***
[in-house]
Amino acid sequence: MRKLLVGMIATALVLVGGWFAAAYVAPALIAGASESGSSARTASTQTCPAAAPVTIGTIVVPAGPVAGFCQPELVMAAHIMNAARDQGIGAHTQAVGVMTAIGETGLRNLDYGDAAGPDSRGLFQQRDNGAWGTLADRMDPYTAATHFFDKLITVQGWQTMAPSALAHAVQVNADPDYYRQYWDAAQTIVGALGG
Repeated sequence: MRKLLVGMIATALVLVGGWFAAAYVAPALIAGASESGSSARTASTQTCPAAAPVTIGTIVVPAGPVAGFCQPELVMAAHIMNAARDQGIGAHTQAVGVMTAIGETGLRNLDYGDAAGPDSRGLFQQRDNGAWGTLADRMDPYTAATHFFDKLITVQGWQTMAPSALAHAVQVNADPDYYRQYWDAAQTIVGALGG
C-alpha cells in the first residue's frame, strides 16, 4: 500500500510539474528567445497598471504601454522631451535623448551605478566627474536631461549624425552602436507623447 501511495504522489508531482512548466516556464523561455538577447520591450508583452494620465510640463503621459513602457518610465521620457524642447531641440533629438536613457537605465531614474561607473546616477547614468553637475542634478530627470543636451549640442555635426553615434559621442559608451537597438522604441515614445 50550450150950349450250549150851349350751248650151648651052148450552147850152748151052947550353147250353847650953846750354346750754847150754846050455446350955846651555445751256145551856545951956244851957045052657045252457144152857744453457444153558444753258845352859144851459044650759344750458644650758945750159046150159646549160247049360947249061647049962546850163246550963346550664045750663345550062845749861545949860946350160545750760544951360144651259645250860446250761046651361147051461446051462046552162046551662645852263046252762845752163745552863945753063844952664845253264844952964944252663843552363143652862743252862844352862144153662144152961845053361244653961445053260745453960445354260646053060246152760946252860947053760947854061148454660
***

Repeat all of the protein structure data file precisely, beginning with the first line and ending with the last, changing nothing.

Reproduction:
[in-house]
Amino acid sequence: MRKLLVGMIATALVLVGGWFAAAYVAPALIAGASESGSSARTASTQTCPAAAPVTIGTIVVPAGPVAGFCQPELVMAAHIMNAARDQGIGAHTQAVGVMTAIGETGLRNLDYGDAAGPDSRGLFQQRDNGAWGTLADRMDPYTAATHFFDKLITVQGWQTMAPSALAHAVQVNADPDYYRQYWDAAQTIVGALGG
Repeated sequence: MRKLLVGMIATALVLVGGWFAAAYVAPALIAGASESGSSARTASTQTCPAAAPVTIGTIVVPAGPVAGFCQPELVMAAHIMNAARDQGIGAHTQAVGVMTAIGETGLRNLDYGDAAGPDSRGLFQQRDNGAWGTLADRMDPYTAATHFFDKLITVQGWQTMAPSALAHAVQVNADPDYYRQYWDAAQTIVGALGG
C-alpha cells in the first residue's frame, strides 16, 4: 500500500510539474528567445497598471504601454522631451535623448551605478566627474536631461549624425552602436507623447 501511495504522489508531482512548466516556464523561455538577447520591450508583452494620465510640463503621459513602457518610465521620457524642447531641440533629438536613457537605465531614474561607473546616477547614468553637475542634478530627470543636451549640442555635426553615434559621442559608451537597438522604441515614445 50550450150950349450250549150851349350751248650151648651052148450552147850152748151052947550353147250353847650953846750354346750754847150754846050455446350955846651555445751256145551856545951956244851957045052657045252457144152857744453457444153558444753258845352859144851459044650759344750458644650758945750159046150159646549160247049360947249061647049962546850163246550963346550664045750663345550062845749861545949860946350160545750760544951360144651259645250860446250761046651361147051461446051462046552162046551662645852263046252762845752163745552863945753063844952664845253264844952964944252663843552363143652862743252862844352862144153662144152961845053361244653961445053260745453960445354260646053060246152760946252860947053760947854061148454660